Traffic balancing – the insertion into the SIP flow

tokyo-traffic-night-1In the last post we talked about the different available flavors of traffic balancing with OpenSIPS. But picking the right balancing logic is just the first step. The next step, and an important one, is to decide how you want to have the balancer inserted into the SIP flow (between the end-points and the main servers). I’m saying this is an important step (and decision) because it has major repercussions over the overall performance of your system – the traffic on the balancer, the additional delay in the signaling, the processing load on the balancer, the network topology and many more.

I mentioned that there are multiple options when comes to inserting a balancer in your SIP flow. And if we stay at the SIP level, we can classify the balancers depending on how they deal with the SIP traffic: stateless, transaction stateful or dialog stateful. And more important, let’s see what are the dependencies / constraints between the balancing logic you chose and the balancer insertion in the SIP flow.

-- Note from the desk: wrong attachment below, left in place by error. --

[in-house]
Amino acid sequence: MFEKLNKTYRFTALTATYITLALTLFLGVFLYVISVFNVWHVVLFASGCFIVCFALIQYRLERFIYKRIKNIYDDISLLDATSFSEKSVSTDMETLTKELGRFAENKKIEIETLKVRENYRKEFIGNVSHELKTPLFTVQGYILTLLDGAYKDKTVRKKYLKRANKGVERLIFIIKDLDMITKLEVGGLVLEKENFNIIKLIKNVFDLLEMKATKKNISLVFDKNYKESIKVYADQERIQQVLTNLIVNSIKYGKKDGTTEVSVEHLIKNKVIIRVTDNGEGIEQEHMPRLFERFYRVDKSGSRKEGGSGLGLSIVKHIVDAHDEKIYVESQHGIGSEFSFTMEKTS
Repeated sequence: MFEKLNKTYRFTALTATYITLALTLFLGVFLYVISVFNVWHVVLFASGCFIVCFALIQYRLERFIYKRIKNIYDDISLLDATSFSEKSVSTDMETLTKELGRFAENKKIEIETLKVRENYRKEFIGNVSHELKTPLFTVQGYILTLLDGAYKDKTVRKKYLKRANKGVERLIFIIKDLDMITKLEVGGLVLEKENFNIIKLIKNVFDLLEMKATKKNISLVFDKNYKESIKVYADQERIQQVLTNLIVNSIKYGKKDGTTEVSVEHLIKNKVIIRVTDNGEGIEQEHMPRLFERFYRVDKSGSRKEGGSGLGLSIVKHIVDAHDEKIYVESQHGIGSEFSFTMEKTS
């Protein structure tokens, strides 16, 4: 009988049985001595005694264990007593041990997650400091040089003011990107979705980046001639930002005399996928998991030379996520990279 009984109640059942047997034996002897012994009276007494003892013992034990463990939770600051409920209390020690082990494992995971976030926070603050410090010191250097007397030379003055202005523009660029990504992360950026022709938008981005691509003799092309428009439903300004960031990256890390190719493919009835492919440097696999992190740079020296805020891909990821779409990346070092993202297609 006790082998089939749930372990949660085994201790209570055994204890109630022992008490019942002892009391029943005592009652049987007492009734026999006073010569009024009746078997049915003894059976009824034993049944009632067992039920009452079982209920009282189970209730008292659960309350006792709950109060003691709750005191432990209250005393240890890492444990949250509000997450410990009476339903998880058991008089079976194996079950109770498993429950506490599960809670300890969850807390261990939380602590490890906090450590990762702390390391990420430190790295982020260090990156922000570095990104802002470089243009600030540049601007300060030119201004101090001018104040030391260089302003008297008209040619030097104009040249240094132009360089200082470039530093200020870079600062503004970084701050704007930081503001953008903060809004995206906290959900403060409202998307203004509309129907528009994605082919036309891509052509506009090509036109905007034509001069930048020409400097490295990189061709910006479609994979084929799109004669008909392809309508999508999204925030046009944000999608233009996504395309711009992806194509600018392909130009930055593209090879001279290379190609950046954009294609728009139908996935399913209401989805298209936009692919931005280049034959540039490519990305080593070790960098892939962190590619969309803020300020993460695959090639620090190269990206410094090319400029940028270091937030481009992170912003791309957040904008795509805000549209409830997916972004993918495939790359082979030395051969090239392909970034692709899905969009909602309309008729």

Dialog stateful insertion

Let’s start with the full insertion, the dialog stateful insertion. This means that the balancer is in the SIP path for the whole dialog (SIP call) lifetime –  for its creation, update and termination. All the SIP messages (requests and replies) of a call will go via the balancer, and there is no direct communication between the end-points and the main servers.

This is the most load & traffic intensive insertion, but is also the simplest and most powerful. It is simplest as all traffic is handled in the same way (via balancer). It is powerful as it allows the addition of advanced features on the balancer, like topology hiding, protocol conversion, security checks, traffic inspection, CDR generation, traffic statistics/analytics  and others.


In terms of OpenSIPS usage (as balancer), in order to anchor the entire call into OpenSIPS, you will have to do record routing or to use topology hiding for the INVITE (when the call starts).

Such full insertion in the SIP flow is suitable with all the balancing flavors – load based balancing (with internal o or external feed), probabilistic or weight based distribution.